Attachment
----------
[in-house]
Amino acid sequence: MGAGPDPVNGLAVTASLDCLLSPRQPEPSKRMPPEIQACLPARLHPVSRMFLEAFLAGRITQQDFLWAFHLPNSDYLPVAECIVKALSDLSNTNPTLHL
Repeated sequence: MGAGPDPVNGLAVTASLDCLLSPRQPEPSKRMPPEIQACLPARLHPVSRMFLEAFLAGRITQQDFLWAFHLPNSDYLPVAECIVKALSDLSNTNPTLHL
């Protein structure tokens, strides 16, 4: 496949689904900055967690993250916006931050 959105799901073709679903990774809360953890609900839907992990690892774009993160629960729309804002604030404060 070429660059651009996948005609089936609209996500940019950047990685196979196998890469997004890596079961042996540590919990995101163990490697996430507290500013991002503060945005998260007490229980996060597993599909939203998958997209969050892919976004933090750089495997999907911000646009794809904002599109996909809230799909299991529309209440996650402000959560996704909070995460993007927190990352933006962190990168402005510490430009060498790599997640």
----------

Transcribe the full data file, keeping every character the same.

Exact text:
[in-house]
Amino acid sequence: MGAGPDPVNGLAVTASLDCLLSPRQPEPSKRMPPEIQACLPARLHPVSRMFLEAFLAGRITQQDFLWAFHLPNSDYLPVAECIVKALSDLSNTNPTLHL
Repeated sequence: MGAGPDPVNGLAVTASLDCLLSPRQPEPSKRMPPEIQACLPARLHPVSRMFLEAFLAGRITQQDFLWAFHLPNSDYLPVAECIVKALSDLSNTNPTLHL
């Protein structure tokens, strides 16, 4: 496949689904900055967690993250916006931050 959105799901073709679903990774809360953890609900839907992990690892774009993160629960729309804002604030404060 070429660059651009996948005609089936609209996500940019950047990685196979196998890469997004890596079961042996540590919990995101163990490697996430507290500013991002503060945005998260007490229980996060597993599909939203998958997209969050892919976004933090750089495997999907911000646009794809904002599109996909809230799909299991529309209440996650402000959560996704909070995460993007927190990352933006962190990168402005510490430009060498790599997640």